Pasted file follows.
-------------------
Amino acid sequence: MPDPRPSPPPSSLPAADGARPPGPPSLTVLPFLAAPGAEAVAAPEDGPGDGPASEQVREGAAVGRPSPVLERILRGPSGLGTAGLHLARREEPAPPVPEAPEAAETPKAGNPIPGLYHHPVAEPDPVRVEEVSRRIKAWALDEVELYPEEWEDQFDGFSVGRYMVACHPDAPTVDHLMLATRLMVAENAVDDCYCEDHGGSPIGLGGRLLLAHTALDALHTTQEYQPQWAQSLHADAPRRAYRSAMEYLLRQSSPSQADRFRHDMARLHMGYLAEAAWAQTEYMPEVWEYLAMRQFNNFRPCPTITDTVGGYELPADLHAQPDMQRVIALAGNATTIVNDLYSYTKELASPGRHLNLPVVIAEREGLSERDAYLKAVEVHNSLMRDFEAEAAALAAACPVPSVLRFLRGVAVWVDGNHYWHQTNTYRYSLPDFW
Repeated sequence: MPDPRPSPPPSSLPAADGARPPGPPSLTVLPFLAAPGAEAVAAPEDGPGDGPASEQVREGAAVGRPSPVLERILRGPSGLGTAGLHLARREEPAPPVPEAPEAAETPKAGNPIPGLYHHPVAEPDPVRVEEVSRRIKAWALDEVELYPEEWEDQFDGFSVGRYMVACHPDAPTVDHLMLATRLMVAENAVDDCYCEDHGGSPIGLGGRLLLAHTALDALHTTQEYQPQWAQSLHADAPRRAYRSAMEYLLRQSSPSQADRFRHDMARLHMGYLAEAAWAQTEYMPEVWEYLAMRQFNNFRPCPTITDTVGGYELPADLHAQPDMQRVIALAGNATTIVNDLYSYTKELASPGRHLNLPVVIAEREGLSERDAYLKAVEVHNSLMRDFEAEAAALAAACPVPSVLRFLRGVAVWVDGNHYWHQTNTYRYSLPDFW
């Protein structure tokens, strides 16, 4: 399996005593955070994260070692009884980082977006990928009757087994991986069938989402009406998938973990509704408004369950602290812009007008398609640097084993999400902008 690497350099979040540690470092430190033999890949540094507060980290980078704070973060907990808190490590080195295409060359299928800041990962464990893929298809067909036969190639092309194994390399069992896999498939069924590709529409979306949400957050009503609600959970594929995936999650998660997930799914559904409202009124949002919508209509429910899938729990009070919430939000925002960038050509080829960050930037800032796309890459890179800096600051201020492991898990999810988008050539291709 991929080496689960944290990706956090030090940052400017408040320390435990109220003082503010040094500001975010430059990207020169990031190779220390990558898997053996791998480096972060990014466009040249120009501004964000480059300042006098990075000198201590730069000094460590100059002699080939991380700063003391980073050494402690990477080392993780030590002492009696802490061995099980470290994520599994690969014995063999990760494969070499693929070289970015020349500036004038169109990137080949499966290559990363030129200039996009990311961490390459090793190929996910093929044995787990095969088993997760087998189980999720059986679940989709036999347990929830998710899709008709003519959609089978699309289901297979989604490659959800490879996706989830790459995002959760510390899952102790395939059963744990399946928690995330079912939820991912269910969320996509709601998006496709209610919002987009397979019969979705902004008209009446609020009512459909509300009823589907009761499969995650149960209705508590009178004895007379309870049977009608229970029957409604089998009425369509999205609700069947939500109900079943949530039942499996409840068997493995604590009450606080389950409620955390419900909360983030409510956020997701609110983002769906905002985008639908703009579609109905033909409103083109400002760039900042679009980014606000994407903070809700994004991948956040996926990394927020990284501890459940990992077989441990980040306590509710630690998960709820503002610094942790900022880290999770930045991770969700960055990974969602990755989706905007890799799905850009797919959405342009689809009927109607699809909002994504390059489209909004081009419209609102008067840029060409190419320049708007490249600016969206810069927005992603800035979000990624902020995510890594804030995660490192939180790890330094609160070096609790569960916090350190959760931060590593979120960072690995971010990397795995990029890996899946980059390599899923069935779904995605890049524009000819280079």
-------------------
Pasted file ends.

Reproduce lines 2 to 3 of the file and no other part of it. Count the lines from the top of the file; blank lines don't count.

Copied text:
Repeated sequence: MPDPRPSPPPSSLPAADGARPPGPPSLTVLPFLAAPGAEAVAAPEDGPGDGPASEQVREGAAVGRPSPVLERILRGPSGLGTAGLHLARREEPAPPVPEAPEAAETPKAGNPIPGLYHHPVAEPDPVRVEEVSRRIKAWALDEVELYPEEWEDQFDGFSVGRYMVACHPDAPTVDHLMLATRLMVAENAVDDCYCEDHGGSPIGLGGRLLLAHTALDALHTTQEYQPQWAQSLHADAPRRAYRSAMEYLLRQSSPSQADRFRHDMARLHMGYLAEAAWAQTEYMPEVWEYLAMRQFNNFRPCPTITDTVGGYELPADLHAQPDMQRVIALAGNATTIVNDLYSYTKELASPGRHLNLPVVIAEREGLSERDAYLKAVEVHNSLMRDFEAEAAALAAACPVPSVLRFLRGVAVWVDGNHYWHQTNTYRYSLPDFW
């Protein structure tokens, strides 16, 4: 399996005593955070994260070692009884980082977006990928009757087994991986069938989402009406998938973990509704408004369950602290812009007008398609640097084993999400902008 690497350099979040540690470092430190033999890949540094507060980290980078704070973060907990808190490590080195295409060359299928800041990962464990893929298809067909036969190639092309194994390399069992896999498939069924590709529409979306949400957050009503609600959970594929995936999650998660997930799914559904409202009124949002919508209509429910899938729990009070919430939000925002960038050509080829960050930037800032796309890459890179800096600051201020492991898990999810988008050539291709 991929080496689960944290990706956090030090940052400017408040320390435990109220003082503010040094500001975010430059990207020169990031190779220390990558898997053996791998480096972060990014466009040249120009501004964000480059300042006098990075000198201590730069000094460590100059002699080939991380700063003391980073050494402690990477080392993780030590002492009696802490061995099980470290994520599994690969014995063999990760494969070499693929070289970015020349500036004038169109990137080949499966290559990363030129200039996009990311961490390459090793190929996910093929044995787990095969088993997760087998189980999720059986679940989709036999347990929830998710899709008709003519959609089978699309289901297979989604490659959800490879996706989830790459995002959760510390899952102790395939059963744990399946928690995330079912939820991912269910969320996509709601998006496709209610919002987009397979019969979705902004008209009446609020009512459909509300009823589907009761499969995650149960209705508590009178004895007379309870049977009608229970029957409604089998009425369509999205609700069947939500109900079943949530039942499996409840068997493995604590009450606080389950409620955390419900909360983030409510956020997701609110983002769906905002985008639908703009579609109905033909409103083109400002760039900042679009980014606000994407903070809700994004991948956040996926990394927020990284501890459940990992077989441990980040306590509710630690998960709820503002610094942790900022880290999770930045991770969700960055990974969602990755989706905007890799799905850009797919959405342009689809009927109607699809909002994504390059489209909004081009419209609102008067840029060409190419320049708007490249600016969206810069927005992603800035979000990624902020995510890594804030995660490192939180790890330094609160070096609790569960916090350190959760931060590593979120960072690995971010990397795995990029890996899946980059390599899923069935779904995605890049524009000819280079």